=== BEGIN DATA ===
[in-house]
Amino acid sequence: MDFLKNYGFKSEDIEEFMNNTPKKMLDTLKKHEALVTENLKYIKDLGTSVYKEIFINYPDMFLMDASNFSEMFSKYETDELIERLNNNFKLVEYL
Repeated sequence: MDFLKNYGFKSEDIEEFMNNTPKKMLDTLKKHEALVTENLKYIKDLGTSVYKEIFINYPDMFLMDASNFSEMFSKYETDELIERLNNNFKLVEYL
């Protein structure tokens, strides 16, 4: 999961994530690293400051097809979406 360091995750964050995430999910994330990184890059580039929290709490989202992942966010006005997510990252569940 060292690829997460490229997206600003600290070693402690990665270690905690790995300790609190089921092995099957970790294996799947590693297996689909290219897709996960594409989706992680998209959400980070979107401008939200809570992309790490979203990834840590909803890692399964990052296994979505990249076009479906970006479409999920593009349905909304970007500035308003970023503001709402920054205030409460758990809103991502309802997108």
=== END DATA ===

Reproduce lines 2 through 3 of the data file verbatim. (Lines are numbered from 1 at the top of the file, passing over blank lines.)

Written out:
Amino acid sequence: MDFLKNYGFKSEDIEEFMNNTPKKMLDTLKKHEALVTENLKYIKDLGTSVYKEIFINYPDMFLMDASNFSEMFSKYETDELIERLNNNFKLVEYL
Repeated sequence: MDFLKNYGFKSEDIEEFMNNTPKKMLDTLKKHEALVTENLKYIKDLGTSVYKEIFINYPDMFLMDASNFSEMFSKYETDELIERLNNNFKLVEYL